Updated: Aug 19, 2022
Monkeypox is caused by the monkeypox virus, a member of the same family of viruses as smallpox. It primarily occurs in tropical rainforest areas of central and west Africa. The virus that causes monkeypox in humans and other animals is a kind of double-stranded DNA virus.
Orthopoxvirus is classified as a member of the family Poxviridae, genus Orthopoxvirus. The monkeypox virus, along with variola, cowpox, and vaccinia viruses, belongs to the family of orthopoxviruses.
ORIGIN OF THE VIRUS
The name monkeypox originated from the initial discovery of the virus in monkeys in a Danish laboratory in 1958. The first human case was identified in a child in the Democratic Republic of the Congo in 1970.
SIZE & SHAPE
A typical MPXV particle is a 200–250 nm brick with surface tubules and a dumbbell-shaped core component.
How did the first person get monkeypox?
In humans, the disease remained confined to the rain forests of Western and Central Africa until 2003, when an outbreak of monkeypox occurred in the US. All cases were traced to sick rodents imported from Ghana. Local prairie dogs caught the infection and passed it on to their owners.
Besides monkeys, the virus has been detected in Gambian pouched rats (Cricetomys gambianus), dormice (Graphiurus spp.), and African squirrels (Heliosciurus, and Funisciurus). Consumption of infected animals is a possible human reservoir.
Monkeypox does not appear to have a single source of infection. The name may be misleading because monkeys are not a major source. It is speculated that the aforementioned rodents in Africa are the true reservoir.
SIGNS AND SYMPTOMS
In humans, the symptoms are similar but milder than the symptoms of smallpox. The illness begins with fever, headache, chills, muscle ache, backache, asthenia and swollen lymph nodes.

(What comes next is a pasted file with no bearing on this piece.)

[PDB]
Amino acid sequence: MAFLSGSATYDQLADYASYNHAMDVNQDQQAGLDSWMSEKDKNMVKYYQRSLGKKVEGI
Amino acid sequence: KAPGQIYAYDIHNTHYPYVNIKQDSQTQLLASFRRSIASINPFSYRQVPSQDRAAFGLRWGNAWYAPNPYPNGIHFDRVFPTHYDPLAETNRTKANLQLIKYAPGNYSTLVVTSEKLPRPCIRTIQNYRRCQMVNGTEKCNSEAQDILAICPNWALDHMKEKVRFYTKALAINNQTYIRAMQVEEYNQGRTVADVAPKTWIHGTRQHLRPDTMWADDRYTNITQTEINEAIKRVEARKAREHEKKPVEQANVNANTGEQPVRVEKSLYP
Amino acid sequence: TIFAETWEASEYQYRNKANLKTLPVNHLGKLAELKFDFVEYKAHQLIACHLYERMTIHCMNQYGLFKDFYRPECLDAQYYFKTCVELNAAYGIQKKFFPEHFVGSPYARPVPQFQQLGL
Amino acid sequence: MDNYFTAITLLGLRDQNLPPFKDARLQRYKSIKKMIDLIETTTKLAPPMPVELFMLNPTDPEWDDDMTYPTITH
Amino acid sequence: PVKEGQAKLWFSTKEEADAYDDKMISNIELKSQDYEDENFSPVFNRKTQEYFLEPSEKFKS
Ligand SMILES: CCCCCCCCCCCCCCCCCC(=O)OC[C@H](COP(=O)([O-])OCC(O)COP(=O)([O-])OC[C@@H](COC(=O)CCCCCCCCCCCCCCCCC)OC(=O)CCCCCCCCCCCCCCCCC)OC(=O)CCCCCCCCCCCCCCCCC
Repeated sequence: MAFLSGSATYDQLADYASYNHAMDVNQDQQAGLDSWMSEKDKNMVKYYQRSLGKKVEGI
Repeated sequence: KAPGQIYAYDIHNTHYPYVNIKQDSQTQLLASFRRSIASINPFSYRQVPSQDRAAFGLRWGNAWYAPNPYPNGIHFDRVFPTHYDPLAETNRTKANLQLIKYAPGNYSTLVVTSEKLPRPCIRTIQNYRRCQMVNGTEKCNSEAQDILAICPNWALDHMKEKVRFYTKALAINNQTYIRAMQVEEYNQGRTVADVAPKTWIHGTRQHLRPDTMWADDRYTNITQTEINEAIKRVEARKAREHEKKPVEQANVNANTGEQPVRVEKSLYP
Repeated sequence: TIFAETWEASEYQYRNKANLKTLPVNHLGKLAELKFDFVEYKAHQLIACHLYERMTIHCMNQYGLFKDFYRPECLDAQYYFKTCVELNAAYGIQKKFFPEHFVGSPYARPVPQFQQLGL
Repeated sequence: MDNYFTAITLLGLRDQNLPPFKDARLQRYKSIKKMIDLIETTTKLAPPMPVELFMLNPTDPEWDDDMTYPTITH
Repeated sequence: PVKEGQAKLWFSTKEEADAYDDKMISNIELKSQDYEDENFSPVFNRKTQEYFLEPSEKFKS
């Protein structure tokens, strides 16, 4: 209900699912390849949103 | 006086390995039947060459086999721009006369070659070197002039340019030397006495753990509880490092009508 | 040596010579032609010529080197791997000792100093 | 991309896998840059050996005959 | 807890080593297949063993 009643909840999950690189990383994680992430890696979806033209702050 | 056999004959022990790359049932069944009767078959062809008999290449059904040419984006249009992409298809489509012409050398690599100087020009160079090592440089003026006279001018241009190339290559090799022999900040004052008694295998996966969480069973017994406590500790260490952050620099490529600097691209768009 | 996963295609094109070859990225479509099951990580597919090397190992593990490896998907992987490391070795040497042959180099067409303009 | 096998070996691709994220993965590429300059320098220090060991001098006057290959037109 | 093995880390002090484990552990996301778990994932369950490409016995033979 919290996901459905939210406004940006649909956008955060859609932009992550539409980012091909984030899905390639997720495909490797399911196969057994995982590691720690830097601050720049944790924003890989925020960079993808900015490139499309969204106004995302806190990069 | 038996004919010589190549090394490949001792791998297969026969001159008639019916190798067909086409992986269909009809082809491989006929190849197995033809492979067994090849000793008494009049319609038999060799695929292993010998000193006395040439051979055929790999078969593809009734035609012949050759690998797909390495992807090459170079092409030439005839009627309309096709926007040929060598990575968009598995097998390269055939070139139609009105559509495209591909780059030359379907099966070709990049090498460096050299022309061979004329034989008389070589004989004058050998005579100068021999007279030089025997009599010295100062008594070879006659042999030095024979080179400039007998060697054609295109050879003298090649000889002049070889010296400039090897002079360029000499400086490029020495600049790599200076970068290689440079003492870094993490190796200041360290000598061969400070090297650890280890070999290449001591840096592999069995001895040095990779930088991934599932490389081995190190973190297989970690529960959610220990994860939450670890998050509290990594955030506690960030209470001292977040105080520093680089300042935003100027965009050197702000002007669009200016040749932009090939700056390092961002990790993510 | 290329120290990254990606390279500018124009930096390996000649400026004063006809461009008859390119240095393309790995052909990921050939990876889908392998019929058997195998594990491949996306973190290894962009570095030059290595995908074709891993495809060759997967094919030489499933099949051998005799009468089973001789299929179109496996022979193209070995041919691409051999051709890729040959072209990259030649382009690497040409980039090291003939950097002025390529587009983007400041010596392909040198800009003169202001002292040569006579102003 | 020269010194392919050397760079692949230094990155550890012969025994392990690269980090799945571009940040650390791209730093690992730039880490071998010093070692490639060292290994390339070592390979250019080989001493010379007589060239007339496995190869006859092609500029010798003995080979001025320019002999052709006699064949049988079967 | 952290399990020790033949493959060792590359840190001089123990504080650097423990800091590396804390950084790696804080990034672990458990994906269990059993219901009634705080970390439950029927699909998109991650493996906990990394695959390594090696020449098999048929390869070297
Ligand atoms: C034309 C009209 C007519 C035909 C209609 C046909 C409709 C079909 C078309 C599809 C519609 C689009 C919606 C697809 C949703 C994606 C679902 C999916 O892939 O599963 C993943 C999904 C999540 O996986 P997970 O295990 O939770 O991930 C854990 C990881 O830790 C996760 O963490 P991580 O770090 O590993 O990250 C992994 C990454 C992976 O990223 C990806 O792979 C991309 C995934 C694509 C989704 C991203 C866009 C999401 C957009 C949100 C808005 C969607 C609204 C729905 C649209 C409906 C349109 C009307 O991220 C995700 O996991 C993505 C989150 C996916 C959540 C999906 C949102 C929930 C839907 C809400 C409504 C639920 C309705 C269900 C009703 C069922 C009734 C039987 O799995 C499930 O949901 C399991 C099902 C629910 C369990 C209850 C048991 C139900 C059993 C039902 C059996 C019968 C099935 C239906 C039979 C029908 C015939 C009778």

The incubation period of monkeypox is usually from 6 to 13 days but can range from 5 to 21 days. Its symptoms usually last for 2 to 4 weeks, except for severe cases.
Animal-to-human transmission can occur from direct contact with the blood, bodily fluids, or cutaneous or mucosal lesions of infected animals, eating inadequately cooked meat and other animal products of infected animals.
Human-to-human transmission can result from close contact with respiratory secretions, skin lesions of an infected person or recently contaminated objects such as bedding.
WHO ALL ARE AT RISK?
Monkeypox is usually self-limiting but may be severe in some individuals, such as children, pregnant women or persons with immune suppression due to other health conditions.
Vaccination against smallpox was demonstrated through several observational studies to be about 85% effective in preventing monkeypox.
Newer vaccines have been developed of which one has been approved for the prevention of monkeypox.
There are several methods of prevention :
Avoid unprotected contact with wild animals including their meat or blood.
Thoroughly cook all kinds of meat before consumption.
Avoid contact with objects like the bedding of the infected person or person in contact with a sick animal.
Practice good hygiene care.
Spread awareness of the risk factors and educate people about the preventive measures.